In today’s Gospel lesson, the Sadducees, who were the rich and conservative religious elite who only believed in the first five books of the Bible and therefore didn’t believe in an afterlife, try to trap Jesus by asking him a question about a woman who had been married seven times. “Whose wife will she be in the resurrection?” they ask. Jesus’ response tells us volumes about what happens in eternity. Eternity is not an extension of mortal life and mortal relationships. All of us who are hoping for perfect golf fairways or golden bicycle paths or sparkling beaches or even – dare I say it – immaculate baseball diamonds are going to be sorely disappointed. Human relationships – marriage, family, friendship – are parables of intimacy, dependence, and friendship with God and God’s people. They are like appetizers preparing us for the main course. Further, Jesus says, the dead are like angels. Note the wording: like. You and I are never going to be angels. Angels are not dead people – they are part of God’s heavenly court, and surround the throne of God singing eternal praise. In the Book of Revelation, heaven is one forever symphony of praise and thanksgiving. That’s why worship here is so important – like angels, worship is what we’re going to be doing forever, so we’d better learn to do it well now. Years ago at Annual Conference, after a long morning of argument over some issue, the bishop stopped the debate so we could have our mid-day worship service. As we creaked to our feet for the opening hymn, I said to my seatmate, best friend, and singing partner Jim Hewitt, I certainly hope heaven is not like THIS! Jim turned and said to me, I wouldn’t mind spending eternity singing next to you. And I crawled under my chair. But Jim was right – eternity is going to be about worship. If you don’t like it here – well, think about what that means for your future.

In the first letter to Corinth, St. Paul gets more explicit. Jesus is the model for us both in life and in death. Jesus died – he didn’t pass or go to be with the Lord. Then God raised Jesus to a new life. He wasn’t a ghost or an angel. He had a body. The disciples could touch him, he asked Mary not to hold on to him in the garden, and he cooked and ate fish with the disciples on the beach. He bore the scars of his crucifixion. But, he came and went through locked doors. He wasn’t recognized by two disciples on their way to Emmaus until he broke bread with them, and then he disappeared. He ascended up – and out – forty days after Easter, but then appeared to Paul on the road to Damascus. So, Paul says in this morning’s lesson, who and how we are in this life resembles what is to come, in the same way that the mortal Jesus resembles, but is not identical to, the resurrected Jesus. It’s not clear what we’ll be, Paul says, except that we will be like Jesus. And that ought to be good enough for us.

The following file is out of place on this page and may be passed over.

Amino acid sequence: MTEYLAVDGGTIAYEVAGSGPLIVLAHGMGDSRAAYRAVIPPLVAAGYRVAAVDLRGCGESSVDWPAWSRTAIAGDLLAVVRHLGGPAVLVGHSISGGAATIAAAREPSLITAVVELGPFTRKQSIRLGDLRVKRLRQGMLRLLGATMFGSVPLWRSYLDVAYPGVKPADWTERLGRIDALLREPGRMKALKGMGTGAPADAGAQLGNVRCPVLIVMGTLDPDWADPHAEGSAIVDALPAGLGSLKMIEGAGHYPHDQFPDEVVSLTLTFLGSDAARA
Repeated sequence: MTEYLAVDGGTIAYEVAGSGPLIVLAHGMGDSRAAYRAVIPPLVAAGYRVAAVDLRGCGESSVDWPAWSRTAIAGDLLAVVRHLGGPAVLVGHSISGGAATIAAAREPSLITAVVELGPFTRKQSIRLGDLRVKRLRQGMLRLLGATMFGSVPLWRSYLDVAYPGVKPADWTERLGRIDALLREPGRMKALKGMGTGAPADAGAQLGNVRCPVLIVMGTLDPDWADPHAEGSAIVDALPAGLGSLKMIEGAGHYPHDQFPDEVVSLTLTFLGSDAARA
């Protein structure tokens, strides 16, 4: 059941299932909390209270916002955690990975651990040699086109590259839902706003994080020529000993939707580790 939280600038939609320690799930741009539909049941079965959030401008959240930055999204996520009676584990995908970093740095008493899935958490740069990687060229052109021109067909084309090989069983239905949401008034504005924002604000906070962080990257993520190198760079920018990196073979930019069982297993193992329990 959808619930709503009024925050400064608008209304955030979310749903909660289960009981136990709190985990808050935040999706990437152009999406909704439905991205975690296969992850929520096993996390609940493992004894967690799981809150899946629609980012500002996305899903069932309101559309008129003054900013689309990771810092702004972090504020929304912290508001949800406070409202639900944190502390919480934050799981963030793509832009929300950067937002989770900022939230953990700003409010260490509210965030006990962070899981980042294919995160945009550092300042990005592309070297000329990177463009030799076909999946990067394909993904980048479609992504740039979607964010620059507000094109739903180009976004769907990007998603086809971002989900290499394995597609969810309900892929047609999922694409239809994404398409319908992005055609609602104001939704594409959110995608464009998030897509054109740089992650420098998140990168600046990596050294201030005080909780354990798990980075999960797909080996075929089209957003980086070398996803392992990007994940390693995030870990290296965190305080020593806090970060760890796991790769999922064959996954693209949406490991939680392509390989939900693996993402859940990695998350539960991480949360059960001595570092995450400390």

It seems more and more to me that we don’t do ourselves, or others, or God any favors by talking about pearly gates or streets of gold or angel wings or beaches or golf courses. If, as St. Paul says, eternity is being like Jesus, what does that mean? Jesus is one with his Father. Jesus surrenders his will to the will of the Father. Jesus pours himself out in love for God and for the world. Jesus forgives all who have hurt him. Jesus lives to glorify his Father in everything he does and says and is. So, after death, it looks like Jesus. It looks like never having to think or worry about what I want, what I need, what I prefer. It looks like never ever thinking about what anyone else thinks about me. It looks like surrendering completely to love, to praise, to adoration, to God. It looks like never using the word “I” again. The closer I get to God, the more tired I get of me. To spend eternity in love, never thinking about myself, sounds pretty heavenly to me.

The Scottish-American Presbyterian clergyman Peter Marshall once told a story about falling asleep as a child in the living room of his house, and, when he woke up the next morning, found himself in his bed in his pajamas. He couldn’t figure out how he had gotten there, but then he realized that while he was asleep, without his knowing or remembering the in-between, his father had picked him up, carried him to his room, changed his clothes, and put him to bed, where he woke up in a new day, in new clothes, refreshed. That’s what will happen when we fall into that sleep. When we wake up, it will be in a new world, on a new day, and we will be wearing new bodies that look like Jesus’. Then, without any thought about ourselves, we’ll gather around the throne with all the new Creation to sing well and loud.

And we’ll all clap on two and four.